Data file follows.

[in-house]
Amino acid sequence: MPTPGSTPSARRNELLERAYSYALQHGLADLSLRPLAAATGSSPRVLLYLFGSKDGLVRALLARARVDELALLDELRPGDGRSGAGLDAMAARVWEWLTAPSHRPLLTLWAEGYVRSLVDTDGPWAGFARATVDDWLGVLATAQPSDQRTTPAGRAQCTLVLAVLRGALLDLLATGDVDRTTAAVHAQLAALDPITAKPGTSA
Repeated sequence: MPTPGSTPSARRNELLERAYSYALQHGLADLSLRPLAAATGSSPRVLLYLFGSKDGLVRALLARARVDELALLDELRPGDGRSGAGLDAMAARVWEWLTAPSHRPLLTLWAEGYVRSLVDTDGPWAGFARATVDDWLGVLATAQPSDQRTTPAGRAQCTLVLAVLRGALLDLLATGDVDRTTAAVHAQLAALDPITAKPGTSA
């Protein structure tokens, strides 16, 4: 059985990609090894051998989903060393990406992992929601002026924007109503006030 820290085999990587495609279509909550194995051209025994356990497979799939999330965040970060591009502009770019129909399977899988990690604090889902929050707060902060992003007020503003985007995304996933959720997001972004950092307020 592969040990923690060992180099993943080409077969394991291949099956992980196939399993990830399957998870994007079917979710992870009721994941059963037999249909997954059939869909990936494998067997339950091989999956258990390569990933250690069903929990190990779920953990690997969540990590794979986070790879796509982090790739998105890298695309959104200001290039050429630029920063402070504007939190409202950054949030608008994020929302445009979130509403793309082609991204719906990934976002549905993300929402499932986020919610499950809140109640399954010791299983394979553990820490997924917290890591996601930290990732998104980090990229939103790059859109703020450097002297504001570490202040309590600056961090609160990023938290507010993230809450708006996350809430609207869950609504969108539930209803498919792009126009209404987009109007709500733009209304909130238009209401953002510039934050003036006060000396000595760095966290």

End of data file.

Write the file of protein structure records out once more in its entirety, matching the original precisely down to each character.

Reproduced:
[in-house]
Amino acid sequence: MPTPGSTPSARRNELLERAYSYALQHGLADLSLRPLAAATGSSPRVLLYLFGSKDGLVRALLARARVDELALLDELRPGDGRSGAGLDAMAARVWEWLTAPSHRPLLTLWAEGYVRSLVDTDGPWAGFARATVDDWLGVLATAQPSDQRTTPAGRAQCTLVLAVLRGALLDLLATGDVDRTTAAVHAQLAALDPITAKPGTSA
Repeated sequence: MPTPGSTPSARRNELLERAYSYALQHGLADLSLRPLAAATGSSPRVLLYLFGSKDGLVRALLARARVDELALLDELRPGDGRSGAGLDAMAARVWEWLTAPSHRPLLTLWAEGYVRSLVDTDGPWAGFARATVDDWLGVLATAQPSDQRTTPAGRAQCTLVLAVLRGALLDLLATGDVDRTTAAVHAQLAALDPITAKPGTSA
């Protein structure tokens, strides 16, 4: 059985990609090894051998989903060393990406992992929601002026924007109503006030 820290085999990587495609279509909550194995051209025994356990497979799939999330965040970060591009502009770019129909399977899988990690604090889902929050707060902060992003007020503003985007995304996933959720997001972004950092307020 592969040990923690060992180099993943080409077969394991291949099956992980196939399993990830399957998870994007079917979710992870009721994941059963037999249909997954059939869909990936494998067997339950091989999956258990390569990933250690069903929990190990779920953990690997969540990590794979986070790879796509982090790739998105890298695309959104200001290039050429630029920063402070504007939190409202950054949030608008994020929302445009979130509403793309082609991204719906990934976002549905993300929402499932986020919610499950809140109640399954010791299983394979553990820490997924917290890591996601930290990732998104980090990229939103790059859109703020450097002297504001570490202040309590600056961090609160990023938290507010993230809450708006996350809430609207869950609504969108539930209803498919792009126009209404987009109007709500733009209304909130238009209401953002510039934050003036006060000396000595760095966290």